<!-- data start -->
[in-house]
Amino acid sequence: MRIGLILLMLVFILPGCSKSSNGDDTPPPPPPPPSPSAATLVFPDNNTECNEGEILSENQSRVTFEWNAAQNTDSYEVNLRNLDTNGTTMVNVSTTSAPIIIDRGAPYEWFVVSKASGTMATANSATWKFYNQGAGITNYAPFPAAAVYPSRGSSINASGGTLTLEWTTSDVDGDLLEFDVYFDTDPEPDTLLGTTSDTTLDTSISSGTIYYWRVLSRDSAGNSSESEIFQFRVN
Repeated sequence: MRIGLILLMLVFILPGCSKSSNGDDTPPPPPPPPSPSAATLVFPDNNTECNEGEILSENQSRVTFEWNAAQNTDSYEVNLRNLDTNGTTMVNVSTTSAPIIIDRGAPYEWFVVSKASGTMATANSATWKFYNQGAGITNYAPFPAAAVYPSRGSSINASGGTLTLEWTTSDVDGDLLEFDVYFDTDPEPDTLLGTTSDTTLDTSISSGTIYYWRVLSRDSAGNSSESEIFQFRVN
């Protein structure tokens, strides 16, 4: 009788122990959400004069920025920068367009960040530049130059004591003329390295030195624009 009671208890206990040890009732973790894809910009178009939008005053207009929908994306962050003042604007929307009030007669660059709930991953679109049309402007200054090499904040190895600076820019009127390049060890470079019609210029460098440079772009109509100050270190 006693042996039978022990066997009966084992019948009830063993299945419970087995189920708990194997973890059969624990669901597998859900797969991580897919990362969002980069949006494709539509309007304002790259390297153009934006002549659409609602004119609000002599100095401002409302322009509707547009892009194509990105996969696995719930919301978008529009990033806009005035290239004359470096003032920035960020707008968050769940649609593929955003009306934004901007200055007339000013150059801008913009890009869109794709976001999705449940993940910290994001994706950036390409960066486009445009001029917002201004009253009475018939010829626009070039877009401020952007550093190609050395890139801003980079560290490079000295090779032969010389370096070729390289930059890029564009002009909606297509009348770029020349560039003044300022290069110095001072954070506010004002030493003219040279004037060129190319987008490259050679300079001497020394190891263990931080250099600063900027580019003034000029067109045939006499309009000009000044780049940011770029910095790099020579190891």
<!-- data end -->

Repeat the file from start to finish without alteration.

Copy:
[in-house]
Amino acid sequence: MRIGLILLMLVFILPGCSKSSNGDDTPPPPPPPPSPSAATLVFPDNNTECNEGEILSENQSRVTFEWNAAQNTDSYEVNLRNLDTNGTTMVNVSTTSAPIIIDRGAPYEWFVVSKASGTMATANSATWKFYNQGAGITNYAPFPAAAVYPSRGSSINASGGTLTLEWTTSDVDGDLLEFDVYFDTDPEPDTLLGTTSDTTLDTSISSGTIYYWRVLSRDSAGNSSESEIFQFRVN
Repeated sequence: MRIGLILLMLVFILPGCSKSSNGDDTPPPPPPPPSPSAATLVFPDNNTECNEGEILSENQSRVTFEWNAAQNTDSYEVNLRNLDTNGTTMVNVSTTSAPIIIDRGAPYEWFVVSKASGTMATANSATWKFYNQGAGITNYAPFPAAAVYPSRGSSINASGGTLTLEWTTSDVDGDLLEFDVYFDTDPEPDTLLGTTSDTTLDTSISSGTIYYWRVLSRDSAGNSSESEIFQFRVN
């Protein structure tokens, strides 16, 4: 009788122990959400004069920025920068367009960040530049130059004591003329390295030195624009 009671208890206990040890009732973790894809910009178009939008005053207009929908994306962050003042604007929307009030007669660059709930991953679109049309402007200054090499904040190895600076820019009127390049060890470079019609210029460098440079772009109509100050270190 006693042996039978022990066997009966084992019948009830063993299945419970087995189920708990194997973890059969624990669901597998859900797969991580897919990362969002980069949006494709539509309007304002790259390297153009934006002549659409609602004119609000002599100095401002409302322009509707547009892009194509990105996969696995719930919301978008529009990033806009005035290239004359470096003032920035960020707008968050769940649609593929955003009306934004901007200055007339000013150059801008913009890009869109794709976001999705449940993940910290994001994706950036390409960066486009445009001029917002201004009253009475018939010829626009070039877009401020952007550093190609050395890139801003980079560290490079000295090779032969010389370096070729390289930059890029564009002009909606297509009348770029020349560039003044300022290069110095001072954070506010004002030493003219040279004037060129190319987008490259050679300079001497020394190891263990931080250099600063900027580019003034000029067109045939006499309009000009000044780049940011770029910095790099020579190891």